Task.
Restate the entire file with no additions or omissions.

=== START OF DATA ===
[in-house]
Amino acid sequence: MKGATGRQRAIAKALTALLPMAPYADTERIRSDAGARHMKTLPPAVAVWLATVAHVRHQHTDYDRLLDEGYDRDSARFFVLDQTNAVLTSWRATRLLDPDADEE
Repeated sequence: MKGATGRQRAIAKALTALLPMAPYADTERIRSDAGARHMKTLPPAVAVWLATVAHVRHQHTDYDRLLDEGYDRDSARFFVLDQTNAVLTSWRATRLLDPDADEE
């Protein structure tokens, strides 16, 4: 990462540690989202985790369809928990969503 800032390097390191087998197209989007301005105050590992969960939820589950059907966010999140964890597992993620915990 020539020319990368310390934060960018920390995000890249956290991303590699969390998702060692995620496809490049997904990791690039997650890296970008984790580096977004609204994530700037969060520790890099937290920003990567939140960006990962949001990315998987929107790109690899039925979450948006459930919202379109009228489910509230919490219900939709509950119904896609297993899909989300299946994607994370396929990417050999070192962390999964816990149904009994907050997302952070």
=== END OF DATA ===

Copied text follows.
[in-house]
Amino acid sequence: MKGATGRQRAIAKALTALLPMAPYADTERIRSDAGARHMKTLPPAVAVWLATVAHVRHQHTDYDRLLDEGYDRDSARFFVLDQTNAVLTSWRATRLLDPDADEE
Repeated sequence: MKGATGRQRAIAKALTALLPMAPYADTERIRSDAGARHMKTLPPAVAVWLATVAHVRHQHTDYDRLLDEGYDRDSARFFVLDQTNAVLTSWRATRLLDPDADEE
């Protein structure tokens, strides 16, 4: 990462540690989202985790369809928990969503 800032390097390191087998197209989007301005105050590992969960939820589950059907966010999140964890597992993620915990 020539020319990368310390934060960018920390995000890249956290991303590699969390998702060692995620496809490049997904990791690039997650890296970008984790580096977004609204994530700037969060520790890099937290920003990567939140960006990962949001990315998987929107790109690899039925979450948006459930919202379109009228489910509230919490219900939709509950119904896609297993899909989300299946994607994370396929990417050999070192962390999964816990149904009994907050997302952070």